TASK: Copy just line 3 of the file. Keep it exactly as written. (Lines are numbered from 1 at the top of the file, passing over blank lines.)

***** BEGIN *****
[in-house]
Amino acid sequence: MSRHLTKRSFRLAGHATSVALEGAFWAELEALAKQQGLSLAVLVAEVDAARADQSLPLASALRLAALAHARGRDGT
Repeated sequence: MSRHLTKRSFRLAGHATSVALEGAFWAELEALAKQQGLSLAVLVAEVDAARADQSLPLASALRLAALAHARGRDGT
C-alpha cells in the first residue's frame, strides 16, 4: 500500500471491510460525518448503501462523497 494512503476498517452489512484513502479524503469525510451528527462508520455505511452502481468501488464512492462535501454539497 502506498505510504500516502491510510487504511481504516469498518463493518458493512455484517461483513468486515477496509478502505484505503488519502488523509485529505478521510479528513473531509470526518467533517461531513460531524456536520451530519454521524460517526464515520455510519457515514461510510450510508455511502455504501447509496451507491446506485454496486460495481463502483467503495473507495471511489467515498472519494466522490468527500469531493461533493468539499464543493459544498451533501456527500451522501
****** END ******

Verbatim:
Repeated sequence: MSRHLTKRSFRLAGHATSVALEGAFWAELEALAKQQGLSLAVLVAEVDAARADQSLPLASALRLAALAHARGRDGT